Mercedes-Benz Citaro for South-East Asia


The first Mercedes-Benz Citaro is now undergoing tests in Singapore with the Singapore Mass Rapid Transit transport authority

Mercedes-Benz Citaro for South-East Asia
Mercedes-Benz Citaro for South-East Asia
April 21, 2010

The first Mercedes-Benz Citaro is now undergoing tests in Singapore with the Singapore Mass Rapid Transit (SMRT) transport authority.

This step marks a new milestone for public transport in Singapore, as this is the first low-floor bus in Singapore – and indeed in the whole of South-East Asia.

Successful test operations could open the way for further Citaro urban buses to join the SMRT fleet.

Singapore has a history as a pioneer with urban buses. The TIBS (Trans Island Bus Singapore), which subsequently became part of SMRT, was in 1996 the first operator to run Mercedes-Benz articulated buses in Singapore.

A long-standing Mercedes-Benz customer, the company operates 900 urban buses in its local public transport fleet, of which 770 are buses based on the Mercedes-Benz OC 500, O 405 and O 405 G chassis.

The Mercedes-Benz Citaro is one of the most successful vehicles in the history of regular-service buses. Now in its second generation, more than 27,000 units have been built since series production began in 1998.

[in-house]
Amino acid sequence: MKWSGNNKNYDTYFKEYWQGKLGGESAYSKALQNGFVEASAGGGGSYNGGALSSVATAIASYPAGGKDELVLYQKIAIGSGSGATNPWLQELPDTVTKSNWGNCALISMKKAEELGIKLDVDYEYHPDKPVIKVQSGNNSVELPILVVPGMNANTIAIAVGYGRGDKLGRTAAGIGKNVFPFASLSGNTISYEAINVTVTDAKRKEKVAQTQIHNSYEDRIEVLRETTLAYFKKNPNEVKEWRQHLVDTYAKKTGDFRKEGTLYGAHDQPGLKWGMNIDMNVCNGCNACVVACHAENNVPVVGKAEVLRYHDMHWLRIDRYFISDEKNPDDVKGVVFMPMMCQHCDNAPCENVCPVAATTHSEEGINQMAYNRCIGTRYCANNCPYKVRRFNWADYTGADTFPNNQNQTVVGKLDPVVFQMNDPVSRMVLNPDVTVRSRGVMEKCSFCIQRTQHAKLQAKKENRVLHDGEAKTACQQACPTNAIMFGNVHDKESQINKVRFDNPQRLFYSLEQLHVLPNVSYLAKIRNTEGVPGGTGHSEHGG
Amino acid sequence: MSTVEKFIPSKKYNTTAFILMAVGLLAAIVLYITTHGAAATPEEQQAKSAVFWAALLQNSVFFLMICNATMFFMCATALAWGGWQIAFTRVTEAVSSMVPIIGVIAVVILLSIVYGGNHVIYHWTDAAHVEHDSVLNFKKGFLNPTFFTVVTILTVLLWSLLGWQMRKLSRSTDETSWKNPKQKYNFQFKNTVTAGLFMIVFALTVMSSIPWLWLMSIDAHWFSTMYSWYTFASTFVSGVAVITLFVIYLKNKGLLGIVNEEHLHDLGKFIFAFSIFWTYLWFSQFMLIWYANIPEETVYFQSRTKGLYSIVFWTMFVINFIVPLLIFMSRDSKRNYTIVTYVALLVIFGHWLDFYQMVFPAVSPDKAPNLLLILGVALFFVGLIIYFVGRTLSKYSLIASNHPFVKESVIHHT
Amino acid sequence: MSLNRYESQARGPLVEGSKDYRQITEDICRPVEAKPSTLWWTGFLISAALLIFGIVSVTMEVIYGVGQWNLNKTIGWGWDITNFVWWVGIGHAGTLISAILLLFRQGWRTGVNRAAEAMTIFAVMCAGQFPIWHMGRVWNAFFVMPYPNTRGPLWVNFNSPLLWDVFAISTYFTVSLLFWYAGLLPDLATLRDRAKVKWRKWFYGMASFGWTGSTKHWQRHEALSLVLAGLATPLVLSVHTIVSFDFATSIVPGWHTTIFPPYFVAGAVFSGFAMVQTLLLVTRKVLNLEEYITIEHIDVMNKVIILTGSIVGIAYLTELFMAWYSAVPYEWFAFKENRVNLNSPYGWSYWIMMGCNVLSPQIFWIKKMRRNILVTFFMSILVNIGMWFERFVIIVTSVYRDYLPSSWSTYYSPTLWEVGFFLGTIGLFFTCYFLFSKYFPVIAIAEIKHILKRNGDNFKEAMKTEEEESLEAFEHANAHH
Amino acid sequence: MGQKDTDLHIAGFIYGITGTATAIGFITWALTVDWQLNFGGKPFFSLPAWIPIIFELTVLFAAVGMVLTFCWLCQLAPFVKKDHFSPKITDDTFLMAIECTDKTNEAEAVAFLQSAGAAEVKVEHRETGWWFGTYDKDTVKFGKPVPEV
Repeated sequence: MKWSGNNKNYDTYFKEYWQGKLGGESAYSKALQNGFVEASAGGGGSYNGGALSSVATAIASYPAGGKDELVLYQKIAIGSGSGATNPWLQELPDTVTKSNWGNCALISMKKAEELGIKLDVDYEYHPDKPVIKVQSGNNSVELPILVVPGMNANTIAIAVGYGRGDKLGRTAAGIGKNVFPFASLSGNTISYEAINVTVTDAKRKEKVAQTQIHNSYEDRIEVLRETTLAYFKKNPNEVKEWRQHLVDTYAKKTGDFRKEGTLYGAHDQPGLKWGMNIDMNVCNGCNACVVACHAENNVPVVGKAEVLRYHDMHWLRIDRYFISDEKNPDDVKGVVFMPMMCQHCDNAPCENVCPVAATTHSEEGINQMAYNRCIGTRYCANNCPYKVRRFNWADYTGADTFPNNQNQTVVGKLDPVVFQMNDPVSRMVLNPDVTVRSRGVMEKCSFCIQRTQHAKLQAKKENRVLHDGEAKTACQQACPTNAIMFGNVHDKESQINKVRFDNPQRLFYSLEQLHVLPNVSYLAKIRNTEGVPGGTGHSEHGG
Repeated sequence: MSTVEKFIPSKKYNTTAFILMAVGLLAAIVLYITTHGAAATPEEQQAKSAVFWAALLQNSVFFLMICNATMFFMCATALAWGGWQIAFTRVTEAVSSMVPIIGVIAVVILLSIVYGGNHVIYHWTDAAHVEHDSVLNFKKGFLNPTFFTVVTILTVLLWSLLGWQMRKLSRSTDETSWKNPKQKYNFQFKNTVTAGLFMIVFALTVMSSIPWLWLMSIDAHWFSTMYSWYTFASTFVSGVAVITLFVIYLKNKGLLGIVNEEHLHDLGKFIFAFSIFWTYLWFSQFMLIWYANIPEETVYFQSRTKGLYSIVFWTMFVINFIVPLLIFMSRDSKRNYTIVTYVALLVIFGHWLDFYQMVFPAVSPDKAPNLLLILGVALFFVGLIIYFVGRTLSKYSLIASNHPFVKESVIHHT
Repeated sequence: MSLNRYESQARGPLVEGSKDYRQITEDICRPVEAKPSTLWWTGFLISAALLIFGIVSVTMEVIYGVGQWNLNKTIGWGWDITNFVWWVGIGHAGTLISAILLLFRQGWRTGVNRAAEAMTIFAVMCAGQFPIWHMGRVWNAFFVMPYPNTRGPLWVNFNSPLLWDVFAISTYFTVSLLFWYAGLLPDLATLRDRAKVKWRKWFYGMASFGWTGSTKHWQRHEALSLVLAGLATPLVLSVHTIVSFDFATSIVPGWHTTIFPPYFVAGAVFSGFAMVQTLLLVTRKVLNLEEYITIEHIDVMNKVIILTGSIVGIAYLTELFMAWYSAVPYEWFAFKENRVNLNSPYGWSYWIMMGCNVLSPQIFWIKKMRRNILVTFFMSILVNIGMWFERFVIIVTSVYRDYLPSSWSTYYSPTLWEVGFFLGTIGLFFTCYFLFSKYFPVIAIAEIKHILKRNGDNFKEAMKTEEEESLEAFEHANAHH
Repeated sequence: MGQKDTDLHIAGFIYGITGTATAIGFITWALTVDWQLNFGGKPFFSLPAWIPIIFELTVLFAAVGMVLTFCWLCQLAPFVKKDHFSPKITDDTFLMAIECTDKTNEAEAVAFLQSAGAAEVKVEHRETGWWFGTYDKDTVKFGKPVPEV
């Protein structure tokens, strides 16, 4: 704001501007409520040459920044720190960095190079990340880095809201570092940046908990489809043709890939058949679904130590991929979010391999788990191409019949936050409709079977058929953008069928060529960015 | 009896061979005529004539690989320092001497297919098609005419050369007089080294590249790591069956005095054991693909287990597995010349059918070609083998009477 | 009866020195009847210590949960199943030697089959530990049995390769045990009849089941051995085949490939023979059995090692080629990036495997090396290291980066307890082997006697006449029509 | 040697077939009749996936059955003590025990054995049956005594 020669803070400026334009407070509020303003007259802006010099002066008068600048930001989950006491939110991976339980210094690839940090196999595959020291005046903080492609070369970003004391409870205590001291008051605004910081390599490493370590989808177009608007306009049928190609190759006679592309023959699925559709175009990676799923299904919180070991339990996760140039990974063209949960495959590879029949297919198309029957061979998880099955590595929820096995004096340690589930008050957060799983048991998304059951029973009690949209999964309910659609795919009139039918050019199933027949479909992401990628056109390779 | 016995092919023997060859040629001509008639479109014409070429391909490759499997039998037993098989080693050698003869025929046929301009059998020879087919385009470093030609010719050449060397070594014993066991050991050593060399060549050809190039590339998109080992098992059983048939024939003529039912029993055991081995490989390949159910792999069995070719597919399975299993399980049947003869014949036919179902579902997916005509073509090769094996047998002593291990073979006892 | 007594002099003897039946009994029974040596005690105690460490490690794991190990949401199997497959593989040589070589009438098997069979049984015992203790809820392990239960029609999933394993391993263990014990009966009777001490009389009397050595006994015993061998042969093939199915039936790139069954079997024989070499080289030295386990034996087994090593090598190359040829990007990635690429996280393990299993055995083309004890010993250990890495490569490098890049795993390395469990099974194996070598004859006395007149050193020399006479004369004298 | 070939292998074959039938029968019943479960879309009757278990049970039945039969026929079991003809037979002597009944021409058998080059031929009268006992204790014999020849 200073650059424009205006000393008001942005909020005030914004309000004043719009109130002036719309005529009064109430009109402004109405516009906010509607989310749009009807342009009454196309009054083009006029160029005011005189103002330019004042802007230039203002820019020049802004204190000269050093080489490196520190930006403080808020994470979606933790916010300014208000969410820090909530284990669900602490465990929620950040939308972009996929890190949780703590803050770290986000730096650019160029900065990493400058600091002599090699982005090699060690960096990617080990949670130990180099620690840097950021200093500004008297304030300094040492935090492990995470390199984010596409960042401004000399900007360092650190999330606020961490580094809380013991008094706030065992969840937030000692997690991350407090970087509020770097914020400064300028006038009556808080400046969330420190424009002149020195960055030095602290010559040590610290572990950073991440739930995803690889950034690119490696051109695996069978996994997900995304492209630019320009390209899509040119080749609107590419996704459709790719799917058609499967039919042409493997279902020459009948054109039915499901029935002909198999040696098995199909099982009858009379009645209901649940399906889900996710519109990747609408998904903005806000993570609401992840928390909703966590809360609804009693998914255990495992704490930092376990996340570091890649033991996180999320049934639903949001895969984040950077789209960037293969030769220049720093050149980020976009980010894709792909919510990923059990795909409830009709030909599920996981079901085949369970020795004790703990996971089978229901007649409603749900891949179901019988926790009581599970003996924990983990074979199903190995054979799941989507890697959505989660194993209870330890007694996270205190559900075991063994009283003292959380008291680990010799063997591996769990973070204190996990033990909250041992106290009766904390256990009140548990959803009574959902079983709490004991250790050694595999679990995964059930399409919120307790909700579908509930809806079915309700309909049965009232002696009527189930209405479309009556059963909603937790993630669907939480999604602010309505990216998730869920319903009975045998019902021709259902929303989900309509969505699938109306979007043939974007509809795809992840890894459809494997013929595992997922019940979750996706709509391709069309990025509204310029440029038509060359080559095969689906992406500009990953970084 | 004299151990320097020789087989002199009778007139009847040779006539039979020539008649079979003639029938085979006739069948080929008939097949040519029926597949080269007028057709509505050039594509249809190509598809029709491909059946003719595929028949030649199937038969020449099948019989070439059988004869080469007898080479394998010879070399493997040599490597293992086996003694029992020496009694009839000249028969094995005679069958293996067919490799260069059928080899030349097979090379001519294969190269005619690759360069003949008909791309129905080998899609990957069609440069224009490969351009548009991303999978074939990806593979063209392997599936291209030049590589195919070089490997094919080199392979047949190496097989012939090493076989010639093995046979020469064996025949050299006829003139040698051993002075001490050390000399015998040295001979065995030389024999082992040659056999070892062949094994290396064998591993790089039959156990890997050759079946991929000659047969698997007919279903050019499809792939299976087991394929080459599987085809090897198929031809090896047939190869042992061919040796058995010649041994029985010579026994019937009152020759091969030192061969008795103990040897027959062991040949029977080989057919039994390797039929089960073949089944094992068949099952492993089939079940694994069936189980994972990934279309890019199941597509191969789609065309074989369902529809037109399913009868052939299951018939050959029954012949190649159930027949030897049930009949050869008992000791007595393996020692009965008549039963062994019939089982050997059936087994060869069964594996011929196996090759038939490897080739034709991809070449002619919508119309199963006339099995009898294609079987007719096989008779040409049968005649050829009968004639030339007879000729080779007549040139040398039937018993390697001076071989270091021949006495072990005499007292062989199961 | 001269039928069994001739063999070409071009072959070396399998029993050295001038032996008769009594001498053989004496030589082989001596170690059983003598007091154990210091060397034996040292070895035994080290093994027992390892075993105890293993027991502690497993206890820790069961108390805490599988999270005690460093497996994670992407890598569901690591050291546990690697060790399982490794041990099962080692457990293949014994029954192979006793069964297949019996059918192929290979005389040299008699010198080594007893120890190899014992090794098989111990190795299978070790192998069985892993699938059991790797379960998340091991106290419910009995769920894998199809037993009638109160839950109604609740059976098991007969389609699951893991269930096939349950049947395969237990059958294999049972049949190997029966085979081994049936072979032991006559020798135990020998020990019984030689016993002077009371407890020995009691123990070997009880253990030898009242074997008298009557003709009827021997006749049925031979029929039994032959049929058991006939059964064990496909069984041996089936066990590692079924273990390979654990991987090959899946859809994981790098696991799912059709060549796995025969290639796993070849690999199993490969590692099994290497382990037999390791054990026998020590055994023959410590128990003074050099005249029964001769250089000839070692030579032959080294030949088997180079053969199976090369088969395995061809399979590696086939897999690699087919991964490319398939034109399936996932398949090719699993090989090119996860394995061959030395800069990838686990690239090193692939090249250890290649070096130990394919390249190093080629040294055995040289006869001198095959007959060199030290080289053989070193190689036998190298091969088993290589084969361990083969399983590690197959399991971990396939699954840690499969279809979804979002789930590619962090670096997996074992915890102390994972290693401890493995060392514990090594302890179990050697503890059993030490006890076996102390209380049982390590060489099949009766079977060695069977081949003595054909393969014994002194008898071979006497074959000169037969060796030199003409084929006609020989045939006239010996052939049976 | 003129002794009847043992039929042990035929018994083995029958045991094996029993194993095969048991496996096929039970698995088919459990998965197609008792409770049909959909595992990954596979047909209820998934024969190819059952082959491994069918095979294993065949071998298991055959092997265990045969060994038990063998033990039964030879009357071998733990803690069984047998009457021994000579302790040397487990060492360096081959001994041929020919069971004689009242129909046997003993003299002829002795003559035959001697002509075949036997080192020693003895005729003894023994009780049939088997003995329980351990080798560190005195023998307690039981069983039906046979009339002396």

Its reputation extends around the world, due to its use in almost every major European city, and beyond.

Launched at the UITP Congress in Stuttgart in 1997, the Citaro has enjoyed success after success in both an urban and rural context.

Further evidence of its outstanding position as the leader in its segment is to be seen in record sales of some 4,000 units in 2009.

One of the factors behind the success of the Mercedes-Benz Citaro is the broad scope of its range. This world best-seller among low-floor urban buses now comprises 28 different variants. This unique diversity of models is made possible by a sophisticated modular system that allows a custom-made solution to be found to suit every customer’s needs.

This scope extends from the 10.5-metre long compact Citaro K through to the four-axled large-capacity articulated CapaCity bus, at 19.54 metres long, derived from the Citaro modular system.

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